11 May 2014
Cigar Ad Sheds Light on Village of Sam’s Creek
By Mary Ann Ashcraft
Sam’s Creek begins its journey to the sea on the western slope of Parr’s Ridge just above Taylorsville and flows roughly west-northwest until it joins Little Pipe Creek outside of Union Bridge. From there, its water flows into the Monocacy, then the Potomac, the Chesapeake, and ultimately the Atlantic. The creek is clear and sparkling as it gathers momentum plunging from the height of the ridge. Sam’s Creek Road, sometimes dirt and sometimes paved, parallels it for much of its length.
Early settlers of the area recognized the water could power grist and sawmills, and maps from the 1800s show lots of mills and mill ponds along the creek. Local lore says an Indian named Sam lived near the little village of Sam’s Creek which straddles the Carroll-Frederick border and was allowed to fish in the stream. That must have been well over 200 years ago, because Native Americans disappeared from central Maryland at a very early period as white settlements spread west from the Chesapeake region. However, an occasional individual may have lingered here and left his name for posterity in the place he called home.
If you drive south from Marston, which has also been called Mt. Vernon and Jewsburg over its long existence, you’ll reach Sam’s Creek Road. Turn right and you’re on the outskirts of what remains of the village of Sam’s Creek, once thriving enough to have warranted a post office and supported a general store, several blacksmith shops, and the surrounding mills. David E. Stem owned and ran the town’s dry goods and grocery store for most of his life. He was still at it in 1920 at the age of 84.
Local history buff Donald Sipes visited the Historical Society’s library recently and shared the advertisement which accompanies this article. It intrigued me for several reasons. First was its reference to D. E. Stem and the village of Sam’s Creek. It wasn’t difficult to trace Stem and his family through the census records and see his involvement as a retail merchant. At one point, he called himself both a merchant and a farmer – not surprising in a rural area. Perhaps he raised some of the groceries he sold.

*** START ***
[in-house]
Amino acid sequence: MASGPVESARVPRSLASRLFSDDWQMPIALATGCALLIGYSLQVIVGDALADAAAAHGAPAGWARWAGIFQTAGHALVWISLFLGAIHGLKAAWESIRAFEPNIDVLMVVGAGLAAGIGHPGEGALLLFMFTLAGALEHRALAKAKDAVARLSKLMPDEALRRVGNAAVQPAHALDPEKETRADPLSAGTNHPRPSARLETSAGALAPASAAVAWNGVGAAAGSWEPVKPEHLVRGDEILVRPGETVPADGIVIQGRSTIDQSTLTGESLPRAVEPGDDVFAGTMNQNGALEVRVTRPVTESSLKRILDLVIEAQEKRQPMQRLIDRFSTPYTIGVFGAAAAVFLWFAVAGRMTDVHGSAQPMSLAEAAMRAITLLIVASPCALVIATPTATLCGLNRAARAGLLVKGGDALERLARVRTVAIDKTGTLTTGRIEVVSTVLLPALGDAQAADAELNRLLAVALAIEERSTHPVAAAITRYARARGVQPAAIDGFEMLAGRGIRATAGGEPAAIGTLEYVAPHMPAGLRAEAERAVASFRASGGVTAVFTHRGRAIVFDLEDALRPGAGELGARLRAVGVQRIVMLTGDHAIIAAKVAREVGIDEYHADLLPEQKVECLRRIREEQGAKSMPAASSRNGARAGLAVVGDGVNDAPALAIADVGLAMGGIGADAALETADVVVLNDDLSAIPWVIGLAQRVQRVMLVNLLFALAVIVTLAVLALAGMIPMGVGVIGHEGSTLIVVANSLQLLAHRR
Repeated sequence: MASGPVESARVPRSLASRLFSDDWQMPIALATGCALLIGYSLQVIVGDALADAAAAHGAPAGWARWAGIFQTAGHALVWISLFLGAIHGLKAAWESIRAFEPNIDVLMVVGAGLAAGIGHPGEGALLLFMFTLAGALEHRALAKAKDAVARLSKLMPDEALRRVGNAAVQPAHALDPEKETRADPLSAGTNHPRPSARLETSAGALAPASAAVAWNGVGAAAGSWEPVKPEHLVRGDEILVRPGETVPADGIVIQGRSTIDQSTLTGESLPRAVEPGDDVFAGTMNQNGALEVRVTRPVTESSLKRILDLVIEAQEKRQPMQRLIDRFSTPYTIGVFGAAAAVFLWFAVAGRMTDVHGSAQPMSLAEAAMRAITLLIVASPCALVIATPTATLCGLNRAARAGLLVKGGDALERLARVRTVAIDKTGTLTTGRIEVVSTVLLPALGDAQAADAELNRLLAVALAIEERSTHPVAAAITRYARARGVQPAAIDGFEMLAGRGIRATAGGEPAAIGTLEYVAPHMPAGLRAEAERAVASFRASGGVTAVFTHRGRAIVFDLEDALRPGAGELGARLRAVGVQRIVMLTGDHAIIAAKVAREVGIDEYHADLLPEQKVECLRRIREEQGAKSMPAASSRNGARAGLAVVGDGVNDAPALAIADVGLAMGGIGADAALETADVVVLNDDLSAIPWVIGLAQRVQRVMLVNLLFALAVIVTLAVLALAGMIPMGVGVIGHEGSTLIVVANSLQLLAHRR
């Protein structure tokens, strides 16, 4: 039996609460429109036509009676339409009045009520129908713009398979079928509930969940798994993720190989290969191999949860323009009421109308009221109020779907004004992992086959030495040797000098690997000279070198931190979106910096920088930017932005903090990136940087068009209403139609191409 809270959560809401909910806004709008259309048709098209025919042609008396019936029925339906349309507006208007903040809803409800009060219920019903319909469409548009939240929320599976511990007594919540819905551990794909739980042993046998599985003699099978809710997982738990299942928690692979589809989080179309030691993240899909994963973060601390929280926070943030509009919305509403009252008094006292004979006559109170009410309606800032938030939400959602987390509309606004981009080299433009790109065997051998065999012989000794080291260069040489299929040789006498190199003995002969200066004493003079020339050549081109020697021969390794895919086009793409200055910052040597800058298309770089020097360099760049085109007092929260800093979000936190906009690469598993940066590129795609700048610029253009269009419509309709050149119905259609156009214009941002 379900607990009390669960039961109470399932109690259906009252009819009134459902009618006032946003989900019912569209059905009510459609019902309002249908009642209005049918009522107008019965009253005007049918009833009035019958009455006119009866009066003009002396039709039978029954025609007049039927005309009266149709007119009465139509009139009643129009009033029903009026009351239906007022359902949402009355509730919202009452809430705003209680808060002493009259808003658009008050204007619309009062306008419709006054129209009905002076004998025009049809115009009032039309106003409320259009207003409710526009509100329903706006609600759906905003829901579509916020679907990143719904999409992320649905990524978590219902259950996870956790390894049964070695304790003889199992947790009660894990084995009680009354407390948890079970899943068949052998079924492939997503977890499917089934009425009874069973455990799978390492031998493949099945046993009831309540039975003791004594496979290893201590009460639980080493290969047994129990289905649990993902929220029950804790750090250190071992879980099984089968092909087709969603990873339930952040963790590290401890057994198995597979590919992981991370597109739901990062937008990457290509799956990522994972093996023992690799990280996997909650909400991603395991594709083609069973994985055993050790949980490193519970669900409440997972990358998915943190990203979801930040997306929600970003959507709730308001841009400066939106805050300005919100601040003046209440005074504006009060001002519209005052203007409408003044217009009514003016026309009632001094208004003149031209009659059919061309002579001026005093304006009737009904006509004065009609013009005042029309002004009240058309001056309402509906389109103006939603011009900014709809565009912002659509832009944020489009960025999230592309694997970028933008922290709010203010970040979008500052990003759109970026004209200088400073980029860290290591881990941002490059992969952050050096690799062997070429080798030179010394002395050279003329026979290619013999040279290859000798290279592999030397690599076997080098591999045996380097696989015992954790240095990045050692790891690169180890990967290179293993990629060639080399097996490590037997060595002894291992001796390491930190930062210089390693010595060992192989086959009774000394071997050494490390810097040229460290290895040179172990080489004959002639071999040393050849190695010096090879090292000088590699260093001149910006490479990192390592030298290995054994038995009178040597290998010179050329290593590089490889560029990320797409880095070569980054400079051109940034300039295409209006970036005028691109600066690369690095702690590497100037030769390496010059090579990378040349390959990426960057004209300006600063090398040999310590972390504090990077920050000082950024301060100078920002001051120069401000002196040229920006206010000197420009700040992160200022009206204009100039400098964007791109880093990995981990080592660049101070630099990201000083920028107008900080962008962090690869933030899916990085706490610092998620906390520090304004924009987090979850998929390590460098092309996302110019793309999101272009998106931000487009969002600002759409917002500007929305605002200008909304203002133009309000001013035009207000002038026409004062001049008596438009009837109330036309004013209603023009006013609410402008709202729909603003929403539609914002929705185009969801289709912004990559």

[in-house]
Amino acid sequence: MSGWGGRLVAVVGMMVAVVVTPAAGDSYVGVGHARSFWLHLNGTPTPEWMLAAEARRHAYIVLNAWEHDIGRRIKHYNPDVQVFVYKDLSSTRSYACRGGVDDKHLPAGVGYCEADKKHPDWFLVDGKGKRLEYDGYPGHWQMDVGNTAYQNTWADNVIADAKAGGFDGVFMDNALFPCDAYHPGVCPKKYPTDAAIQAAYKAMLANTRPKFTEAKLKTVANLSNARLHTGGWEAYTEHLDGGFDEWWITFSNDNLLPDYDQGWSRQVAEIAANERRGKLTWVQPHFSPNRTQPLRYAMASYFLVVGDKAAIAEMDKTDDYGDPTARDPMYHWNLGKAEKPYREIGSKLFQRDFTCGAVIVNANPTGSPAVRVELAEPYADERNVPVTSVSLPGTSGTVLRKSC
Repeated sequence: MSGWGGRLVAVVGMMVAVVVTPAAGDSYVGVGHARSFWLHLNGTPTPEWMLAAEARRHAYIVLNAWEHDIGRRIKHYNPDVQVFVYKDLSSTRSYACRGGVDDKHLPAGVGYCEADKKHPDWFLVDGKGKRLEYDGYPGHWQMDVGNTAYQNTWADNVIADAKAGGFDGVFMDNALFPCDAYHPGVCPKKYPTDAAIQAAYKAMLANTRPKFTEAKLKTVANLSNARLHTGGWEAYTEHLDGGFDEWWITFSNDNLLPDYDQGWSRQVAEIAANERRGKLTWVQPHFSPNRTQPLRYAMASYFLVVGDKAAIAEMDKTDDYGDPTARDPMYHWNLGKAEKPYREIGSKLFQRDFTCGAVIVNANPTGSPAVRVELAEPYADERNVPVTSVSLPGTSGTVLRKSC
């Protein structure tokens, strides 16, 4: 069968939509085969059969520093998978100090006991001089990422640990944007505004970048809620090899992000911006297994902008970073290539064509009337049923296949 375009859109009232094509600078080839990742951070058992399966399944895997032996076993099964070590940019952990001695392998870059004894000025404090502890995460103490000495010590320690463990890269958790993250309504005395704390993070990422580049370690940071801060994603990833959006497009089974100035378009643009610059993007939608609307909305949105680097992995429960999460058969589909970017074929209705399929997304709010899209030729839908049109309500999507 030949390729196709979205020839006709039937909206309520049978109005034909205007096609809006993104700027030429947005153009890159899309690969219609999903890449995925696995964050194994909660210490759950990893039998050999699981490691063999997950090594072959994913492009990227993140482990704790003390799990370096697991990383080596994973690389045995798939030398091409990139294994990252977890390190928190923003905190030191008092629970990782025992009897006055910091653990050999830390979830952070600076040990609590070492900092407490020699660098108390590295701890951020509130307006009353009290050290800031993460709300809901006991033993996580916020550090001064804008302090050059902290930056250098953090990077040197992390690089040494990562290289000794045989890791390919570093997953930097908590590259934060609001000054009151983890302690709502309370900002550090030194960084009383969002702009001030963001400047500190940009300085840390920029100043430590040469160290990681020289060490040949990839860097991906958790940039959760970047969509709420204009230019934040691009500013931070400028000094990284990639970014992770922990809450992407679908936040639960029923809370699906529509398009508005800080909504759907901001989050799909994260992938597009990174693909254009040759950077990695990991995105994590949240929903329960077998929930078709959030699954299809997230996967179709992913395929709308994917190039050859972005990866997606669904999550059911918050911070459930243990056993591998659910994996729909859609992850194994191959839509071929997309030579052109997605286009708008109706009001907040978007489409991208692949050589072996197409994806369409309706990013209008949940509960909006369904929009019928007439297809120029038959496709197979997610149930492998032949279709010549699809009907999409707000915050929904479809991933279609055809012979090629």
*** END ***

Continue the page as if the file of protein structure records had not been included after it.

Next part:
The second aspect of the ad was its use of sex to sell cigars at a rather early time period. I’ll admit I’m not really familiar with the kinds of ads which might have appeared at the beginning of the twentieth century, but this seemed pretty risqué for a conservative part of central Maryland. It reminded me more of the pinups you saw in car repair shops of the 1940s and 1950s. I spent a good bit of time reading through the Union Bridge Pilot newspaper between 1910 and 1920 and never ran across an ad as blatantly sexy as this one.
About half a mile to the east of Stem’s store stood Bethel Methodist Episcopal Church, likely a bulwark of resistance to the evils of smoking and drinking at that time. I wonder what Stem’s neighbors thought of the ad and how well this beauty sold cigars.
Mary Ann Ashcraft is a library volunteer at the Historical Society of Carroll County.
Photo credit: Donald Sipes
Photo caption: This advertisement probably dates to the late 1890s or early 1900s. David E. Stem ran a general store in the village of Sam’s Creek at that time and must have sold this brand of cigars.